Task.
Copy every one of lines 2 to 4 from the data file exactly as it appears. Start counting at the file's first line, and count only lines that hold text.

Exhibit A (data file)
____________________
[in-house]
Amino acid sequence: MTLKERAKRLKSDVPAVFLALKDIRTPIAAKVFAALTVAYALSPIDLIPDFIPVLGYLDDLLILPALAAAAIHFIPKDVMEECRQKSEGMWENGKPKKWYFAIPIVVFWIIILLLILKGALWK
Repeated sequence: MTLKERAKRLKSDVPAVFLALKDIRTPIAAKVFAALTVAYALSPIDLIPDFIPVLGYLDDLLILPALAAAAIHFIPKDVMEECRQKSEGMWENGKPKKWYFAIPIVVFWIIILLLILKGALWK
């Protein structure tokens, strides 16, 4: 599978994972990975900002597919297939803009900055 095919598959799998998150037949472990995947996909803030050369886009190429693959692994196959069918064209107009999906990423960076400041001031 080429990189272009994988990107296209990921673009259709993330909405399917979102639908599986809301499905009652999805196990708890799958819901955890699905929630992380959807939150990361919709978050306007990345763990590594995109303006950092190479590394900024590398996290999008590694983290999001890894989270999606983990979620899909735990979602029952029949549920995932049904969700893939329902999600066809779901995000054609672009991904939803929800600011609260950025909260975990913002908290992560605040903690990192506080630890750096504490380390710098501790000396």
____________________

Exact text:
Amino acid sequence: MTLKERAKRLKSDVPAVFLALKDIRTPIAAKVFAALTVAYALSPIDLIPDFIPVLGYLDDLLILPALAAAAIHFIPKDVMEECRQKSEGMWENGKPKKWYFAIPIVVFWIIILLLILKGALWK
Repeated sequence: MTLKERAKRLKSDVPAVFLALKDIRTPIAAKVFAALTVAYALSPIDLIPDFIPVLGYLDDLLILPALAAAAIHFIPKDVMEECRQKSEGMWENGKPKKWYFAIPIVVFWIIILLLILKGALWK
């Protein structure tokens, strides 16, 4: 599978994972990975900002597919297939803009900055 095919598959799998998150037949472990995947996909803030050369886009190429693959692994196959069918064209107009999906990423960076400041001031 080429990189272009994988990107296209990921673009259709993330909405399917979102639908599986809301499905009652999805196990708890799958819901955890699905929630992380959807939150990361919709978050306007990345763990590594995109303006950092190479590394900024590398996290999008590694983290999001890894989270999606983990979620899909735990979602029952029949549920995932049904969700893939329902999600066809779901995000054609672009991904939803929800600011609260950025909260975990913002908290992560605040903690990192506080630890750096504490380390710098501790000396």